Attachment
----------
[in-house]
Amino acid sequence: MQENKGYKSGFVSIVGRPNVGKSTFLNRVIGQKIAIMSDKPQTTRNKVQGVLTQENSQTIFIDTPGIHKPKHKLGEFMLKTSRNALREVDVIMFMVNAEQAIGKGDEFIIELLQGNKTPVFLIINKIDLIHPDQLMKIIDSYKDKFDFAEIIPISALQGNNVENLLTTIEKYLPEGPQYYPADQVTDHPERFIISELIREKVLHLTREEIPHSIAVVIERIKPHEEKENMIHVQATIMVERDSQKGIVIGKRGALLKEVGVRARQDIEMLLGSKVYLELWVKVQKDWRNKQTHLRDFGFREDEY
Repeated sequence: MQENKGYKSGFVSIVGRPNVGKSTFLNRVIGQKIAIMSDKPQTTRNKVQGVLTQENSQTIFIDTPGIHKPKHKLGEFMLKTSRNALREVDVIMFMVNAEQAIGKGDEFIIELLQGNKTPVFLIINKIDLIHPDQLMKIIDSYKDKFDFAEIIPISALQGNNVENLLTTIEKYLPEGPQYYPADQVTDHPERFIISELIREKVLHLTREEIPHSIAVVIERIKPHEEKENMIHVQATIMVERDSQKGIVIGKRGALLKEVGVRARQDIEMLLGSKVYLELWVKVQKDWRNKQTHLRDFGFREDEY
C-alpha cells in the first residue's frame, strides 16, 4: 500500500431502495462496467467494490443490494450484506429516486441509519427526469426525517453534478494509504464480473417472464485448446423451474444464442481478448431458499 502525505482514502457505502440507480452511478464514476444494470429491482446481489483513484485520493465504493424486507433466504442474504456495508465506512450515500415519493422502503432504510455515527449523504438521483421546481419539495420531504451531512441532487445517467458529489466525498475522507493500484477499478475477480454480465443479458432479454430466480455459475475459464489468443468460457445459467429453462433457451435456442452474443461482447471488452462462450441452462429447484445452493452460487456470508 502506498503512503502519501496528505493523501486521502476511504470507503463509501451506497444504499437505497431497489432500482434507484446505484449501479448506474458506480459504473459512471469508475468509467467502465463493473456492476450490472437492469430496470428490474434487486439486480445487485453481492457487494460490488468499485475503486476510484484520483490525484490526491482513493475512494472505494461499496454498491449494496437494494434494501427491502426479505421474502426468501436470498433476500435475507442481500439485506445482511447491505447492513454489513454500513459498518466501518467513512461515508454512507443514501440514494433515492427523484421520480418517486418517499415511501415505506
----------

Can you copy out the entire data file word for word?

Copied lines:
[in-house]
Amino acid sequence: MQENKGYKSGFVSIVGRPNVGKSTFLNRVIGQKIAIMSDKPQTTRNKVQGVLTQENSQTIFIDTPGIHKPKHKLGEFMLKTSRNALREVDVIMFMVNAEQAIGKGDEFIIELLQGNKTPVFLIINKIDLIHPDQLMKIIDSYKDKFDFAEIIPISALQGNNVENLLTTIEKYLPEGPQYYPADQVTDHPERFIISELIREKVLHLTREEIPHSIAVVIERIKPHEEKENMIHVQATIMVERDSQKGIVIGKRGALLKEVGVRARQDIEMLLGSKVYLELWVKVQKDWRNKQTHLRDFGFREDEY
Repeated sequence: MQENKGYKSGFVSIVGRPNVGKSTFLNRVIGQKIAIMSDKPQTTRNKVQGVLTQENSQTIFIDTPGIHKPKHKLGEFMLKTSRNALREVDVIMFMVNAEQAIGKGDEFIIELLQGNKTPVFLIINKIDLIHPDQLMKIIDSYKDKFDFAEIIPISALQGNNVENLLTTIEKYLPEGPQYYPADQVTDHPERFIISELIREKVLHLTREEIPHSIAVVIERIKPHEEKENMIHVQATIMVERDSQKGIVIGKRGALLKEVGVRARQDIEMLLGSKVYLELWVKVQKDWRNKQTHLRDFGFREDEY
C-alpha cells in the first residue's frame, strides 16, 4: 500500500431502495462496467467494490443490494450484506429516486441509519427526469426525517453534478494509504464480473417472464485448446423451474444464442481478448431458499 502525505482514502457505502440507480452511478464514476444494470429491482446481489483513484485520493465504493424486507433466504442474504456495508465506512450515500415519493422502503432504510455515527449523504438521483421546481419539495420531504451531512441532487445517467458529489466525498475522507493500484477499478475477480454480465443479458432479454430466480455459475475459464489468443468460457445459467429453462433457451435456442452474443461482447471488452462462450441452462429447484445452493452460487456470508 502506498503512503502519501496528505493523501486521502476511504470507503463509501451506497444504499437505497431497489432500482434507484446505484449501479448506474458506480459504473459512471469508475468509467467502465463493473456492476450490472437492469430496470428490474434487486439486480445487485453481492457487494460490488468499485475503486476510484484520483490525484490526491482513493475512494472505494461499496454498491449494496437494494434494501427491502426479505421474502426468501436470498433476500435475507442481500439485506445482511447491505447492513454489513454500513459498518466501518467513512461515508454512507443514501440514494433515492427523484421520480418517486418517499415511501415505506